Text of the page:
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J Food Prot. 2011 Jul;74(7):1186-8. doi: 10.4315/0362-028X.JFP-11-022.

Escherichia coli O157:H7 genetic diversity in bovine fecal samples.

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Department of Diagnostic Medicine and Pathobiology, Kansas State University, Manhattan, Kansas 66506, USA.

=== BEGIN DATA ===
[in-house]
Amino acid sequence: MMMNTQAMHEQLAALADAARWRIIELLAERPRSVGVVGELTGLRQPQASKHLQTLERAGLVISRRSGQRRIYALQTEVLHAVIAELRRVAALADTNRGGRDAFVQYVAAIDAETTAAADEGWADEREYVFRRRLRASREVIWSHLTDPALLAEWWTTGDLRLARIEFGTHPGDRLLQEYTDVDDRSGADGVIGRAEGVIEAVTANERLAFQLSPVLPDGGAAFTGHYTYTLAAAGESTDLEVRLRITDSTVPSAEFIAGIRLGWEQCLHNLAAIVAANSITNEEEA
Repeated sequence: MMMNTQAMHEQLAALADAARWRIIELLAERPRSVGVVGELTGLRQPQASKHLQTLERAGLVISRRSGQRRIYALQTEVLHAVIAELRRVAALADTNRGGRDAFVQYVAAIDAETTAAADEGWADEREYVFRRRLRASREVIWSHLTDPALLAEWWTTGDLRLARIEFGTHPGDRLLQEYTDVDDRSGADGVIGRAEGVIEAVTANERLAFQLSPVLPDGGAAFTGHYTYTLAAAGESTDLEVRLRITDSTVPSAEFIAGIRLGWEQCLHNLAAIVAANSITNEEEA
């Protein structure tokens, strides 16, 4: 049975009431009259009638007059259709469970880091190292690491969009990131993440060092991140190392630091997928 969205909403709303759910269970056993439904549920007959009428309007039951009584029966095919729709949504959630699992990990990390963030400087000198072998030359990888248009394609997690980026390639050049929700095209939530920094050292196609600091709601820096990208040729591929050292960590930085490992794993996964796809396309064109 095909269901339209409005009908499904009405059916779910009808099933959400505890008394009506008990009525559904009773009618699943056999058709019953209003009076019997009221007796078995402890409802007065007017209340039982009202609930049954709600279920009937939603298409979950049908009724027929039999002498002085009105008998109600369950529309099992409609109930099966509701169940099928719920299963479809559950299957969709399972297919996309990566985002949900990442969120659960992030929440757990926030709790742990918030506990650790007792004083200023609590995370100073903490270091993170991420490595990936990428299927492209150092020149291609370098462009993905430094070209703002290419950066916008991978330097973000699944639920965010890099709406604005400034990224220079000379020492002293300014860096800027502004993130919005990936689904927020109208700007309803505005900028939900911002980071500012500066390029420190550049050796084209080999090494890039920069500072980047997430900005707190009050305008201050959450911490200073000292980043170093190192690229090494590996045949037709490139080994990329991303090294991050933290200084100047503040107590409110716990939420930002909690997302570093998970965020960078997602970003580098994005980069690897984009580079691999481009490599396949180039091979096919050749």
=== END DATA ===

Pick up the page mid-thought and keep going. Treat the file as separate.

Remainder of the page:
Escherichia coli O157:H7 causes foodborne illness in humans; cattle are considered a primary reservoir for the organism, and transmission is often through contaminated food products or water. The objective of this study was to determine the genetic diversity of E. coli O157:H7 within a single individual bovine fecal sample based on pulsed-field gel electrophoresis (PFGE) typing. Fecal samples (n=601) were collected from dairy and beef cattle at three separate facilities, and E. coli O157:H7 was isolated by enrichment, immunomagnetic separation, and plating on selective medium. The prevalence of E. coli O157:H7 was 46 (7.7%) of 601. From each positive fecal sample, up to 10 putative colonies were tested, and isolates from samples with at least seven positive colonies were subtyped using PFGE and tested for six major virulence genes by multiplex PCR. A total of 254 E. coli O157:H7 isolates from 27 samples met these criteria and were included in PFGE analysis. Fifteen PFGE subtypes (<100% Dice similarity) were detected among the 254 isolates, and there were no common subtypes between the three locations. Seven (26%) of 27 fecal samples had E. coli O157:H7 isolates with different PFGE subtypes (mean=2.1) within the same sample. The virulence gene profiles of different isolates from the same sample were always identical, regardless of the number of PFGE types. The results of this study suggest that determining the PFGE pattern of a single isolate from a bovine sample may not be sufficient when comparing isolates from feces, hides, or carcasses, because multiple PFGE subtypes are present.

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